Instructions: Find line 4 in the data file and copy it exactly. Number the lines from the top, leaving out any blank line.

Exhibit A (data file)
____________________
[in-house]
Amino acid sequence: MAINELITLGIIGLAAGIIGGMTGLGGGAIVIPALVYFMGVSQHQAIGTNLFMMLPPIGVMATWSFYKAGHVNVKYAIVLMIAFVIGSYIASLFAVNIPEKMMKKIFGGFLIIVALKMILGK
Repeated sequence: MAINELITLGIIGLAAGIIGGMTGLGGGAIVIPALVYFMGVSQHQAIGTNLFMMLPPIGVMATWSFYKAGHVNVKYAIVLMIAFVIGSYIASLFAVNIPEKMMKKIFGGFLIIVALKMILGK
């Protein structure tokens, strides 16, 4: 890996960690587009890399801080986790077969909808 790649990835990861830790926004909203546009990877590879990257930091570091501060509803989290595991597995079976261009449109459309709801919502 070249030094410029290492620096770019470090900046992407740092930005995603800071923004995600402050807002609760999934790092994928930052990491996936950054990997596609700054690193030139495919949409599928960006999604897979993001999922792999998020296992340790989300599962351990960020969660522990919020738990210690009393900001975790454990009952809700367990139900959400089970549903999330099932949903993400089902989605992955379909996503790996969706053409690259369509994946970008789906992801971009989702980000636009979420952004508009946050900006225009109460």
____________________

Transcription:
């Protein structure tokens, strides 16, 4: 890996960690587009890399801080986790077969909808 790649990835990861830790926004909203546009990877590879990257930091570091501060509803989290595991597995079976261009449109459309709801919502 070249030094410029290492620096770019470090900046992407740092930005995603800071923004995600402050807002609760999934790092994928930052990491996936950054990997596609700054690193030139495919949409599928960006999604897979993001999922792999998020296992340790989300599962351990960020969660522990919020738990210690009393900001975790454990009952809700367990139900959400089970549903999330099932949903993400089902989605992955379909996503790996969706053409690259369509994946970008789906992801971009989702980000636009979420952004508009946050900006225009109460």